half-filling the Kleinert
Friday, April 8 2011
location: rural Hurley Township, Ulster County, New York
I was a little concerned today when I looked at the data logged by my solar controller during my weeklong absence. According to the logger, it had stopped functioning the day I'd left and hadn't come back to life until I'd powered up my computer after returning. It would later turn out that the logger had failed and not the solar controller and that any sunlight the system could collect had been collected. But the prospect that such a catastrophic failure might happen propelled me to begin the process of building a system that could automatically reset the solar controller if it failed to do its normal routines for some number of seconds. I envisioned a couple of 555 timers (perhaps together in the form of a 556). One would be a missing pulse detector and other would be a one shot. If the regular pulses of normal activity should fail, the one shot would trigger the reset pin (but, given the way a 555 works, this would have to happen through a logical inverter). I was eager to start breadboarding such a system, but the day quickly grew late and it was time for me to drive to Woodstock.
The Woodstock Writers' Festival had begun, and Gretchen wanted warm bodies at the two poetry panels she'd be moderating.
So I drove over to Woodstock and, after Gretchen introduced me to some of the panelists and I chatted with friends (there were more there than I expected, partly a result of Gretchen's warm-body-gathering efforts), things got going. About forty people had shown up for this shittiest-possible panel, which was a celebration of the life of the recently-deceased poet Lucille Clifton. Four youngish poets, only one of whom was white and only one of whom was male, spoke mostly of how Clifton's poetry related to either race, womanhood, or not being "one of the boys." In addition reading Clifton's poems (which are much shorter than the poems normally performed in Woodstock), the on-stage poets also read some of their own works. Most unique of these were those of Mahogany Browne, which managed, with words alone, to pull off complicated nested rhythms that were fascinating outside what the constituent words actually meant. It was the most enjoyable poetry event I'd ever attended.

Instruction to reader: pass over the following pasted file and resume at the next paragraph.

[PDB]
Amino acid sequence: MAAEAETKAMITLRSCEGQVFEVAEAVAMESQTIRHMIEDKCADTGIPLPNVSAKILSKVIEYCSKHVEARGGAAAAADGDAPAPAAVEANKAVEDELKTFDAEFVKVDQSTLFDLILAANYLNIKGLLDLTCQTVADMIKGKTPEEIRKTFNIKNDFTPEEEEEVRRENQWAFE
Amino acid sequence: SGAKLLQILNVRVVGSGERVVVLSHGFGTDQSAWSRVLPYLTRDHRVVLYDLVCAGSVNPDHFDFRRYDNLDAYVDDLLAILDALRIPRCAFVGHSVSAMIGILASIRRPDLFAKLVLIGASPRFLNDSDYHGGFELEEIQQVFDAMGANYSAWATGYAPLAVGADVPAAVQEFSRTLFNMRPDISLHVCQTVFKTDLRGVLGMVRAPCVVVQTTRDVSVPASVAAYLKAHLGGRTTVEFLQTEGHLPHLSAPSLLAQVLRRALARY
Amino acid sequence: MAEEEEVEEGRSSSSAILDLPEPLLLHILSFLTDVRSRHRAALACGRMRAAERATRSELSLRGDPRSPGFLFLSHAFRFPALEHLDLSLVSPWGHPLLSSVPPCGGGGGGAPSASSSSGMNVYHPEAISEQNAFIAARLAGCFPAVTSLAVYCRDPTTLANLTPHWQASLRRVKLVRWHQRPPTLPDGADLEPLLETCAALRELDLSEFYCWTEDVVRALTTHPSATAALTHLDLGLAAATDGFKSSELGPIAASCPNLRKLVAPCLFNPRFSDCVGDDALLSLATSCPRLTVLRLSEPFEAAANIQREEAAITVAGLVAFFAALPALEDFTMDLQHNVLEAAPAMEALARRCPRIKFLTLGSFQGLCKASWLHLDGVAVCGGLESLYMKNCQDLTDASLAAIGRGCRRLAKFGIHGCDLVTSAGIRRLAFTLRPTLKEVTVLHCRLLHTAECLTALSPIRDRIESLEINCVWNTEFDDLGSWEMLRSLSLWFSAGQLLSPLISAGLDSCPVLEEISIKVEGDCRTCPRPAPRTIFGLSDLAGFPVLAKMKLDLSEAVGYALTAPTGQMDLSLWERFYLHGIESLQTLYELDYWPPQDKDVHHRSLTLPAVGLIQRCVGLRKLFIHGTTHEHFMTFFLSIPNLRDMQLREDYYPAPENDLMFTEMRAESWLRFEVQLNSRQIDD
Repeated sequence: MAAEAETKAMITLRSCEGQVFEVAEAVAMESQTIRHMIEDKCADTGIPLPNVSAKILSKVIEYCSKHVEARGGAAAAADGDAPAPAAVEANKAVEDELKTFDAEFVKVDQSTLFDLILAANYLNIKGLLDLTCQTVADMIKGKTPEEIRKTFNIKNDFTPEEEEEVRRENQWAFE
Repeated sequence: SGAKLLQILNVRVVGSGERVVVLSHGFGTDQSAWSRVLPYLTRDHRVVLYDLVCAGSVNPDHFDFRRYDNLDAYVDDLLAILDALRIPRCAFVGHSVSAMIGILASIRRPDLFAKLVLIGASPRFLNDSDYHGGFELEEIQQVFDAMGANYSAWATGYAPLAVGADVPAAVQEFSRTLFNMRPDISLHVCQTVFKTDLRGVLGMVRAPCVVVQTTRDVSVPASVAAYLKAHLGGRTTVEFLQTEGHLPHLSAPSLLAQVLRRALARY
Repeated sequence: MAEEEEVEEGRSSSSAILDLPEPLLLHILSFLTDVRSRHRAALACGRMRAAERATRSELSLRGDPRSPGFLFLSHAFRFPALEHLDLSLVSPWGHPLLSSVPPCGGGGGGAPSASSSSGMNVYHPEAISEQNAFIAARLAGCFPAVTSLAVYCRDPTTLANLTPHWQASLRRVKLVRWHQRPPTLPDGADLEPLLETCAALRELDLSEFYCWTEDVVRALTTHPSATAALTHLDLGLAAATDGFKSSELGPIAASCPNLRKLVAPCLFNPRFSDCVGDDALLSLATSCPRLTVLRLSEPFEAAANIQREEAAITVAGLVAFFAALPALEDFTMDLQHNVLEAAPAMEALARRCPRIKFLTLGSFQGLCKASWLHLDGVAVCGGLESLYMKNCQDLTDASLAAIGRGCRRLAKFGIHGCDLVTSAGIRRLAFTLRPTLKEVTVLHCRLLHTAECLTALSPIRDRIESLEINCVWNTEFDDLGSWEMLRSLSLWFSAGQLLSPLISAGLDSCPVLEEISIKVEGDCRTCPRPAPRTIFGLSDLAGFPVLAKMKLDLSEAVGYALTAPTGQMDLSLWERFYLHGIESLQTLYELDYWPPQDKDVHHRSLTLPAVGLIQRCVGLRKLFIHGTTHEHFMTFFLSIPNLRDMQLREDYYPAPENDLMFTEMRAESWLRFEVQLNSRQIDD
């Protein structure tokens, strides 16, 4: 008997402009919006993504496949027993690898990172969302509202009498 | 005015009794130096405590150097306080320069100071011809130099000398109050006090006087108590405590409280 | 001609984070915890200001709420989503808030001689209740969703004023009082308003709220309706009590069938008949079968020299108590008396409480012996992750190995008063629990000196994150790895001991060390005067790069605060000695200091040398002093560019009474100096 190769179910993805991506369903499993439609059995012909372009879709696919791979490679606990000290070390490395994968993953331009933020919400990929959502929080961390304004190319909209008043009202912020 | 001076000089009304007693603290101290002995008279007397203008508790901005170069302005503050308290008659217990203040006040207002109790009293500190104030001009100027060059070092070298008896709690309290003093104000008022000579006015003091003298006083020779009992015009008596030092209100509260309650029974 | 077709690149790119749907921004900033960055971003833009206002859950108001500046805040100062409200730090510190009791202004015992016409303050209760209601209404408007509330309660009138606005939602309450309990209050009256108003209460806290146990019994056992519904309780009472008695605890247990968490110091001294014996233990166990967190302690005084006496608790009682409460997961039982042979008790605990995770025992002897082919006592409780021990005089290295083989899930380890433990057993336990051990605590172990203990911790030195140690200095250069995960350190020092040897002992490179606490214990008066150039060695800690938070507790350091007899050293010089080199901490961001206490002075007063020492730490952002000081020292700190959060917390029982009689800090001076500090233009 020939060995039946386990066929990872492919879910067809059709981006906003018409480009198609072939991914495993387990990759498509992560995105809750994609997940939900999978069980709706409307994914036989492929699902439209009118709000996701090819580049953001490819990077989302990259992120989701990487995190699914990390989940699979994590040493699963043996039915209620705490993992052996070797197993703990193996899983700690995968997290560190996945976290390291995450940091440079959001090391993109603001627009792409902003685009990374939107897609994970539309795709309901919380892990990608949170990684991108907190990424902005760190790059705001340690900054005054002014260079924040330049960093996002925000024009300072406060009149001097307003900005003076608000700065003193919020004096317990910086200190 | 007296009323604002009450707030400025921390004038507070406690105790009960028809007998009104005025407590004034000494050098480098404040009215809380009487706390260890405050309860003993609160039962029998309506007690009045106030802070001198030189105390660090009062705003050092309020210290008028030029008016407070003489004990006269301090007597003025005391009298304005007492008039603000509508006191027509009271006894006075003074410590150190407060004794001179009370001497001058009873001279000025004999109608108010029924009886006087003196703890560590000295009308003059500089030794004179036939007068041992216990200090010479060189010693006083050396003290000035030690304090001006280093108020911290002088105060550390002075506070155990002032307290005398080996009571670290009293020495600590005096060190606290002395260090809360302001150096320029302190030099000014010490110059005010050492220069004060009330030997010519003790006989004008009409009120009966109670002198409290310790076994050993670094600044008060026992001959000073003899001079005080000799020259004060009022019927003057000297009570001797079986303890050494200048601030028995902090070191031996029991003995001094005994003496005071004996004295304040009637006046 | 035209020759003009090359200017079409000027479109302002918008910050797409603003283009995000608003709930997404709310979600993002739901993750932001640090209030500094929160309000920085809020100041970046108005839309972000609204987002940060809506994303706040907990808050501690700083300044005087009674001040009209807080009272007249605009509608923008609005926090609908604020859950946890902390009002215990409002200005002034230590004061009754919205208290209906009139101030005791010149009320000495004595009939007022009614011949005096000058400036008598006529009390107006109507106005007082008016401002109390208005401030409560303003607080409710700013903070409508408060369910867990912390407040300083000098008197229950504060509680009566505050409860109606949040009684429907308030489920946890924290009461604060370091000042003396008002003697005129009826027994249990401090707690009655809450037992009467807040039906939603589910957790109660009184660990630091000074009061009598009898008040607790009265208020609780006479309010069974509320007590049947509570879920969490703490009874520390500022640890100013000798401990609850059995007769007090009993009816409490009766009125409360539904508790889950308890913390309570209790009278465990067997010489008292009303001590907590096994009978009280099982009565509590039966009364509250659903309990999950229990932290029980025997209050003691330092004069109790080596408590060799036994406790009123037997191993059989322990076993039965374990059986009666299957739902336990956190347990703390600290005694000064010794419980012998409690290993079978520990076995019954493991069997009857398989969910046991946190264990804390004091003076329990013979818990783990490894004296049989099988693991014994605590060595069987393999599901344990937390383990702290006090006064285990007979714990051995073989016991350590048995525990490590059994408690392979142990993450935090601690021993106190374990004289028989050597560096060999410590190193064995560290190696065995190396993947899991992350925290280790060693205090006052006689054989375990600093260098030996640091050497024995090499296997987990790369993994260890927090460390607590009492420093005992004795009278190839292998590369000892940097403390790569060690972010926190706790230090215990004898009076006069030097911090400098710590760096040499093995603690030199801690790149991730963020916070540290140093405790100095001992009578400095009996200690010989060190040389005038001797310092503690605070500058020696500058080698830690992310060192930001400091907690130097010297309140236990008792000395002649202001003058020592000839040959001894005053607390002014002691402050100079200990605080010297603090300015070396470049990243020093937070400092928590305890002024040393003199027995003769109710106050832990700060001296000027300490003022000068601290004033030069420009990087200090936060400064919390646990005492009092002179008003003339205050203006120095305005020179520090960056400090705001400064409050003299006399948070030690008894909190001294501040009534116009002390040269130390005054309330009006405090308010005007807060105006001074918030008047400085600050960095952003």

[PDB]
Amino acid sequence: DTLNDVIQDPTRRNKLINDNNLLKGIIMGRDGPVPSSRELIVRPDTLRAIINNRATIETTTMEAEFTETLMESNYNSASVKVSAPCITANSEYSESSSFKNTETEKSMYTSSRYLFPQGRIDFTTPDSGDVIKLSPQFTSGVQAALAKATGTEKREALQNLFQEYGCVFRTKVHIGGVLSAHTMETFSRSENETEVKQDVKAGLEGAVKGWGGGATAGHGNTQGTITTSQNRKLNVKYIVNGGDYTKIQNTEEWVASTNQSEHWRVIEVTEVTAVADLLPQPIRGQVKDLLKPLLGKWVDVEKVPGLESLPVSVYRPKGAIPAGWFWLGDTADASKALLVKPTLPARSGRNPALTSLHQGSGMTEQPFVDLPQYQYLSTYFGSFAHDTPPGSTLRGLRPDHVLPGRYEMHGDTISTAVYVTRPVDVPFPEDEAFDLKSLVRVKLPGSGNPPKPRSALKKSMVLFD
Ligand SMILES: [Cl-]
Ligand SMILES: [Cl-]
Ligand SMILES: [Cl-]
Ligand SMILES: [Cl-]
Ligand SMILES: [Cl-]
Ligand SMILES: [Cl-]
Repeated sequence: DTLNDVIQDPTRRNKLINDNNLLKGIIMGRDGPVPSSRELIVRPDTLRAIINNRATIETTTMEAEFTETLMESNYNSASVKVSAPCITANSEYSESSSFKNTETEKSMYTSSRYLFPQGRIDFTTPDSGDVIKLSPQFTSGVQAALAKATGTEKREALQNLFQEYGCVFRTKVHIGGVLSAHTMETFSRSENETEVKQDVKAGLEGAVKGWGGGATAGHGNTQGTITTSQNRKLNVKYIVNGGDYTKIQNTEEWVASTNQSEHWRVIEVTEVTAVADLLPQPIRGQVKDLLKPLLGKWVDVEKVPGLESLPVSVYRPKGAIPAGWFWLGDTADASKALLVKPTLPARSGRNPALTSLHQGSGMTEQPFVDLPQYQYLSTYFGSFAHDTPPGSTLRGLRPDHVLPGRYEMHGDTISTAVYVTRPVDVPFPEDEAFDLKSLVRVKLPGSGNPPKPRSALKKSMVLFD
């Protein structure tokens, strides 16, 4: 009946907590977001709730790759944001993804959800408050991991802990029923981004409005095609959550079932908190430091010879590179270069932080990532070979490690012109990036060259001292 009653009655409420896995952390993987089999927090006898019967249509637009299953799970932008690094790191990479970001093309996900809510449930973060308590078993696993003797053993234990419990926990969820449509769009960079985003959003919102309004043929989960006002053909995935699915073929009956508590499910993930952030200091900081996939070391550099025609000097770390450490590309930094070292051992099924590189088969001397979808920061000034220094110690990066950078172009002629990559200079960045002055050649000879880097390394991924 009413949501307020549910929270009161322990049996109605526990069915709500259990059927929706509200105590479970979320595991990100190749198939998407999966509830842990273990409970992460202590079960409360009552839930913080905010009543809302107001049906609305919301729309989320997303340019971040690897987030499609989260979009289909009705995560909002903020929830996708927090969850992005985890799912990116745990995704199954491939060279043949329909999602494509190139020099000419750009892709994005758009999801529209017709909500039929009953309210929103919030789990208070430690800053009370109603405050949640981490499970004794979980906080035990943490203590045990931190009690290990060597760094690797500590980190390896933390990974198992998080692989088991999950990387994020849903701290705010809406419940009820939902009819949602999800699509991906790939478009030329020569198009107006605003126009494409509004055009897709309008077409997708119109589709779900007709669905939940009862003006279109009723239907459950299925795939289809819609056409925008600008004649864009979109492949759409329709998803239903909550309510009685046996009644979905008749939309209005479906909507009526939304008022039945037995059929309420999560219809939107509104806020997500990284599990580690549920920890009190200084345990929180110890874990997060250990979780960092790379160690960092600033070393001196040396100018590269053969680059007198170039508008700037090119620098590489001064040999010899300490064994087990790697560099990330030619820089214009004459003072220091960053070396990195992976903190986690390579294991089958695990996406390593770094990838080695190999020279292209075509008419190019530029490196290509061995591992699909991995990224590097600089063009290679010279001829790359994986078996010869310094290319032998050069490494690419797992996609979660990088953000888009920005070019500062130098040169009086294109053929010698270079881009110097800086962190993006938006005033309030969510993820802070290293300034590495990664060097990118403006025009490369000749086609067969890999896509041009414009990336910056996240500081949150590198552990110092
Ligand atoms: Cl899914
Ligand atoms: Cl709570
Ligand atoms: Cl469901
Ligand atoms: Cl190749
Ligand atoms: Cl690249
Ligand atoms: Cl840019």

After running back to the car to give the dogs a piss break, I rejoined Gretchen back at the Kleinert. She was hanging out with the panelists in the green room; they were all drinking white wine. When Gretchen re-introduced me to them, I found I'd developed a little case of Tourette's Syndrome, the kind that once had me casually using the expression "final solution" in a non-Nazi-discussing context in front of Gretchen's very-Jewish mother. Tonight in the green room I said, "I'd met you people before," at which point Gretchen reflexively said something to finesse away the "you people." It's just bad form for a white man to use the expression "you people" when talking to a largely non-white group of people. I knew that, of course, but that's how Tourette's Syndrome works: it sneaks up on you and makes you say precisely the offensive thing you're trying so hard not to say. (Not that I have anything close to full-on debilitating Tourette's Syndrome; it's a spectral condition like Asperger's Syndrome and other personality quirks.)
After the panel, Gretchen and I went across the street to Oriole 9, where a fancy buffet dinner had been prepared for organizers, volunteers, writers, and members of the public willing to pay $50 each. Gretchen and I took a corner booth and sat with all the poets from the panel. Ours was the "it table" and it was awesome. There was much poetry talk, and I couldn't contribute much, but when I had something to say, it was never completely stupid. As for the food, the buffet had enough vegan options to keep Gretchen and me perfectly happy.
I didn't go with the others when they went for a round of "scotch" at the next place. I hadn't paced myself drink-wise, and I was worried about the dogs. Gretchen stuck her head into the Kleinert to see how the next Writers' Festival event was going (featuring the famous upstate writer and occasional Slate.com contributor Jon Katz)
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